USF Researchers Evaluate Climate Change and Amphibian Decline Links
Tampa, Fla. (Oct. 27, 2008) – In a study just published in the Proceedings of the National Academy of Sciences online Early Edition, University of South Florida biologist and assistant professor Jason Rohr, and colleagues, evaluated competing hypotheses for worldwide amphibian declines, many of which have been caused by the amphibian chytrid fungus, possibly the most deadly invasive species on the planet behind humans.
Rohr and colleagues confirmed that the pattern of amphibian extinctions was consistent with the introduction and spread of this fungus and was positively correlated with increased temperatures associated with global warming. However, Rohr and colleagues concluded that the evidence that global warming actually caused the extinctions is weak. The research was funded by National Science Foundation and Environmental Protection Agency grants.
“We are in the midst of a sixth mass extinction event and amphibians, the most threatened vertebrate taxon on the planet, have become the ‘poster child’,” said Rohr. “More than 32 percent of amphibian species are threatened and more than 43 percent are experiencing some form of population decline. Unlike past mass extinctions, this one is driven by human activities.”
Previous high profile research on amphibian declines suggested that global climate change was causing amphibian declines by improving growth conditions for the deadly chytrid fungus. Competing researchers argued that there was no positive relationship between increased air temperature and amphibian extinctions.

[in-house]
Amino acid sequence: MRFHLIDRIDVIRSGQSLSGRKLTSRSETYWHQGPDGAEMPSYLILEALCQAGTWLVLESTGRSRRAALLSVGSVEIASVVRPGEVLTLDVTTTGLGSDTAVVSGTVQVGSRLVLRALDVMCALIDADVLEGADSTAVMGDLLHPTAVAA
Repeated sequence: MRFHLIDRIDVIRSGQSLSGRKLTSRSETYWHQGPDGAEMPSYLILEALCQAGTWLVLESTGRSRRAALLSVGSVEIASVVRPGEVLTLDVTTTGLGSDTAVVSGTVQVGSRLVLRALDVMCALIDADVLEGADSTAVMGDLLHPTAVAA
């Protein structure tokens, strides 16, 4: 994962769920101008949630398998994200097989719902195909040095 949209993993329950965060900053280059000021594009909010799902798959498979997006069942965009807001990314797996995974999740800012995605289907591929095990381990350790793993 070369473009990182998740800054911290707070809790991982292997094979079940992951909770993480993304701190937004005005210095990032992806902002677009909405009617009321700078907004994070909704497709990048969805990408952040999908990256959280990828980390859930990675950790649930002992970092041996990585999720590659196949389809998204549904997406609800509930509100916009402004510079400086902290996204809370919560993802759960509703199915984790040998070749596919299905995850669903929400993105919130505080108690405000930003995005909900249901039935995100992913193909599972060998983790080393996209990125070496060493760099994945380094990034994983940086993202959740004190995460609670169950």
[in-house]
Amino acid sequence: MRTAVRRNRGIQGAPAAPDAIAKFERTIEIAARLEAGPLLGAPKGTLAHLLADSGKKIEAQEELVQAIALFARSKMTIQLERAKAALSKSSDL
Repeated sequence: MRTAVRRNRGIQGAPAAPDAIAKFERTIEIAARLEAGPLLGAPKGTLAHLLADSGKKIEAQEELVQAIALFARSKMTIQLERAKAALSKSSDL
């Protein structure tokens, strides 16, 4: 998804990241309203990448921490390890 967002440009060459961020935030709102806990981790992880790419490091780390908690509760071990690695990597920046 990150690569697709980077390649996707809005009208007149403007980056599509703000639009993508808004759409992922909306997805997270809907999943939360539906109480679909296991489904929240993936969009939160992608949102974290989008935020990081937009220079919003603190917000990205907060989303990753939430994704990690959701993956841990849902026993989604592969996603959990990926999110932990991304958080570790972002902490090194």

Rohr said, “There is indeed a positive, multi-decade correlation between amphibian extinctions in Latin America and air temperature in the tropics, but this relationship should not necessarily be interpreted as causal.”
Rohr and colleagues’ analyses revealed that temperature-dependent chytrid growth could not explain the pattern of amphibian extinctions, that climate change appears to be reducing, rather than increasing, the growth of this cold-tolerant pathogen, and that many variables were better positive predictors of the timing of amphibian extinctions than air temperature, including ones as far-fetched as beer production.
“There are many convincing examples of the consequences of modern climate change that signify the urgency to curb global warming,” said Rohr. “While there is evidence that disease is the ‘bullet’ killing frogs, further research will be needed before we can conclude that climate change is pulling the ‘trigger.’”
The researchers, however, do believe that climate change could be an important contributor to amphibian declines.
“We hope that our findings clarify factors involved in losses of amphibians and, most importantly, facilitate their protection,” Rohr concludes.
The University of South Florida is one of the nation's top 63 public research universities and one of 39 community-engaged, four-year public universities as designated by the Carnegie Foundation for the Advancement of Teaching. USF was awarded more than $360 million in research contracts and grants in FY 2007/2008. The university offers 219 degree programs at the undergraduate, graduate, specialist and doctoral levels, including the doctor of medicine. The university has a $1.8 billion annual budget, an annual economic impact of $3.2 billion, and serves more than 46,000 students on campuses in Tampa, St. Petersburg, Sarasota-Manatee and Lakeland. USF is a member of the Big East Athletic Conference.
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